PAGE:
He's coming up with every excuse in the book for why he's been a cheating fucker, isn't he?

From what you've said, he's never parented the kids on his own, he yelled at them all the time, you've all been walking on eggshells, and now he's cheated on you and walked out.

But he's a people pleaser, is he? Just wanting to make others happy, very passive sort of guy, never had anything for himself? I note that you have absolutely no where is the money? Can't be with Mr 'I never did have anything I liked', can it?

You didn't support him properly, you were stressed and didn't give him enough time - but at the same time you mothered him, moulded him, did everything for him? So he had to get away to get space?

He's a fuckwit. And there is no way, NO WAY, that he only developed feelings for the OW the week after he left. He left because he was cheating on you, with her.

CogitoErgoSometimes Thu 21-Mar-13 07:27:12

"a feeling I can't carry a family on my own."

You're already managing your family single-handed. Speaking as a single mum, it's really not so terrible. Like anything else it's not a bed of roses but at least all your decisions (good, bad and indifferent) are yours alone, you get a great deal of satisfaction from the accomplishment and - best of all - you don't have some idiot bloke dragging you into the dirt with their 'problems'.

So please don't think it's a terrible life. It's really not.

Lonecatwithkitten Thu 21-Mar-13 07:50:31

Roughly this time last year I felt just like you. Actually life is sooo much easier without him on the everyday front.
You are at the darkest moment right now and things will get better. Stuff will come out, you will read mumsnet and over time you will realise that you could not of prevented the affair and I suspect like me you will start to realise that you had been the one making the effort in the relationship all along. So yes we are 50:50 responsible for relationships, but often when things start to go wrong one individual works to repair and the other sits back let's it happen then uses it as an excuse.
Your RL friends don't have to choose sides though often the behaviour of one party means they spend more time with the other. But take all the support your friends are offering it certainly helped me.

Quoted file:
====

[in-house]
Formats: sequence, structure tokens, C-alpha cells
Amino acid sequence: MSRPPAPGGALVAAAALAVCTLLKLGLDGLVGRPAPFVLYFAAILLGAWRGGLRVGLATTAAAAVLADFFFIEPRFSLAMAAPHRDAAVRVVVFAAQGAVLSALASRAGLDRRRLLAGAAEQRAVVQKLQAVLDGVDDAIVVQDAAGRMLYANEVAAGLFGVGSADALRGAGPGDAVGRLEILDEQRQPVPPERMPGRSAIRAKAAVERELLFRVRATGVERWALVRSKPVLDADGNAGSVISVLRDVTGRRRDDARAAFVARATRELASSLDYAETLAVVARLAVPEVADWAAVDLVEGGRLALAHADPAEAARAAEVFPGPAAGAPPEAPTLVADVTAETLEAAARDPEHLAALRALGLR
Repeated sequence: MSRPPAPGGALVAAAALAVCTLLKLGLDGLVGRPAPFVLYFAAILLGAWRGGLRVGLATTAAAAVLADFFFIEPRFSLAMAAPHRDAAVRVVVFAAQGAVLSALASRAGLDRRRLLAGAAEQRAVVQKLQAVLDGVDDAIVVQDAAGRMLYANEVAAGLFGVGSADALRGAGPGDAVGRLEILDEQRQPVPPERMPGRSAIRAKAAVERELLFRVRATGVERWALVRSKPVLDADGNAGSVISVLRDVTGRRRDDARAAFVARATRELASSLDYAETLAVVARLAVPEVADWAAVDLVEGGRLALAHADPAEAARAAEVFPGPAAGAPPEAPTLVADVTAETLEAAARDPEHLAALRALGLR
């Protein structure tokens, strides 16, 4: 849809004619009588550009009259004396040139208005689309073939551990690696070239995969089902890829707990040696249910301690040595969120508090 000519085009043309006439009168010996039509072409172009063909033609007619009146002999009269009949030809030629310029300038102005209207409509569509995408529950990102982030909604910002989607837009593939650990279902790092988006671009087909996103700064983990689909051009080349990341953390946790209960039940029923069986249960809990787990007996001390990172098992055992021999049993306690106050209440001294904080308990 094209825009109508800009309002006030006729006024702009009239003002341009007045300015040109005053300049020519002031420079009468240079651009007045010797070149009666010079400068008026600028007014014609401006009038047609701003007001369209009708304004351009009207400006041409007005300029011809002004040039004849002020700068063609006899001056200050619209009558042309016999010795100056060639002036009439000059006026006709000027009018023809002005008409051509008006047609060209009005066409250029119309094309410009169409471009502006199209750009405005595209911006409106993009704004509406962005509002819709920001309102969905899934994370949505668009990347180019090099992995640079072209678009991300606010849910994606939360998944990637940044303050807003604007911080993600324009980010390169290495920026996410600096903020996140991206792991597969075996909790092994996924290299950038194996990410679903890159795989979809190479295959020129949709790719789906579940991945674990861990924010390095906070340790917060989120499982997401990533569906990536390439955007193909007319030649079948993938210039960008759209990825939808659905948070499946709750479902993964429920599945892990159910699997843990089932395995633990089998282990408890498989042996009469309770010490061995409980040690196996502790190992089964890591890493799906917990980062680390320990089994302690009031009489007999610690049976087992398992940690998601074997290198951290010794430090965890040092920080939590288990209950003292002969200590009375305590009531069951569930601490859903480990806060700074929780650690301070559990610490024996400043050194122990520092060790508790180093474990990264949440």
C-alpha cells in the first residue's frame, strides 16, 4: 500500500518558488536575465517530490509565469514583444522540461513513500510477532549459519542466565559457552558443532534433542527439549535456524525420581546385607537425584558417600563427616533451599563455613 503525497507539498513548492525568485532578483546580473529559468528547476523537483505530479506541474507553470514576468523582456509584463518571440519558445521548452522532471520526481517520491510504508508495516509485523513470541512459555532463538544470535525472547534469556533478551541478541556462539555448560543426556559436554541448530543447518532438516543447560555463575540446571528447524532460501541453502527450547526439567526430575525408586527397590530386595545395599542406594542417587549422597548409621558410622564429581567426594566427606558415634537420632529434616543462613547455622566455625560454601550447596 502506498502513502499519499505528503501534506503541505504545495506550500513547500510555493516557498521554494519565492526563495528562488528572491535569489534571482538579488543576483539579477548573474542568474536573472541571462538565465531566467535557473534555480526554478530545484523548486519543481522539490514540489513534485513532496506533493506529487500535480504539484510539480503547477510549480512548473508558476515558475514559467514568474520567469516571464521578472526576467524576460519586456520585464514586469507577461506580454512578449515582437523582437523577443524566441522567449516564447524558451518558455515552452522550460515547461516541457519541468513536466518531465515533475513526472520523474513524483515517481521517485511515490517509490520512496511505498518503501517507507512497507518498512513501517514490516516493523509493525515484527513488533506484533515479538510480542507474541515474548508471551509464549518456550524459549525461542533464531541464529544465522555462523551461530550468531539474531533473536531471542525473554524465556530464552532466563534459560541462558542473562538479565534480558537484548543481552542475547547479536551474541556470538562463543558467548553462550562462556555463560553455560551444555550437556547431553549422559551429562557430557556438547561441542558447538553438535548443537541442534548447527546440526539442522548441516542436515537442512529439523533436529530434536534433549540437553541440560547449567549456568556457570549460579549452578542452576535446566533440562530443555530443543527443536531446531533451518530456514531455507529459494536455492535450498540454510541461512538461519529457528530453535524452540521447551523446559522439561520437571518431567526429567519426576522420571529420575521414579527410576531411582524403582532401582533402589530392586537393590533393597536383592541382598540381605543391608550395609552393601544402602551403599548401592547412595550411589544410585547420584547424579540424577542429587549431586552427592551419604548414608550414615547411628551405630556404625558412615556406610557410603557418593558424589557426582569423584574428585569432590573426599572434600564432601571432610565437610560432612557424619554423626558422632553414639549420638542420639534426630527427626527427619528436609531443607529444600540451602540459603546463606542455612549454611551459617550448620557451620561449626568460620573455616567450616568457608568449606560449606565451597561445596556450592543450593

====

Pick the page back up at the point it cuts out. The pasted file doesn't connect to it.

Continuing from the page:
You will survive and hopefully this time next year you will be like I am now looking back on what I have achieved and feeling proud of myself.
Good luck on your journey.

leftfootrightfoot Thu 21-Mar-13 08:04:24

I know he had those feelings prev to that week, I think he prob didn't act on them until then but tbh it is immaterial as he betrayed me when he confided in her instead of me and kept their friendship secret however many months ago. I offered to try and work on things when he told me what "our" relationship probs are and he wasn't interested.

I know he has gone but I don't want to hate him so I am blaming myself, pathetic I know sad . I need to change the way I see him and not sure how I do that or whether it will just be a slow dawning of the crappy reality

CogitoErgoSometimes Thu 21-Mar-13 08:16:22

Slow dawning is par for the course. What speeds up the process is making your new life as rewarding and interesting as possible. Do things that you want to do, make changes, (even be reckless & make a few mistakes), challenge yourself, enjoy the freedom of independence. It will all boost your confidence and self-esteem which, in turn, puts the ex's actions into perspective. You will find that, from time to time, something happens that reminds you of a past example and you will wonder 'why on earth did I put up with that?'

leftfootrightfoot Thu 21-Mar-13 09:14:18

God he has texted me, "I need to talk to you", think his meds are being swapped, here comes the fun. I have texted back saying if he is going to text "we need to talk" then he needs to add what we need to talk about on his text, or he needs to come and try to talk to me without a text. I don't need another bombshell looming on me all day

DonkeysDontRideBicycles Thu 21-Mar-13 09:26:09

"How are you/the DCs?" would have been nice. See what he has to say. How many times will he say "I"? You don't have to just listen btw he can have the grace to give you airtime too.

leftfootrightfoot Thu 21-Mar-13 09:39:16

He did ask that first. He says its about money, he can't stay where he was its making him ill, he has committed to somewhere for next 6 months "it will stretch me" but he reckons I'll be allright

issypiggle Thu 21-Mar-13 09:39:38

if hes adamant he wants to talk, meet in a public place, then you can both walk away. set ground rules for the talk, that he has to listen to your thoughts first before he starts dropping bombshells.

I would ask for his keys and for him to collect his stuff. but make sure you and the dcs are out when that happens and see if there is a friend that can pop in a house sit to make sure he does as he's asked.

don't go blaming yourself, you're the better person in this, you are still there for the dcs.

leftfootrightfoot Thu 21-Mar-13 09:41:29

I have replied asking if he has an electric copy of his calculations so I can see them before the chat

leftfootrightfoot Thu 21-Mar-13 09:43:44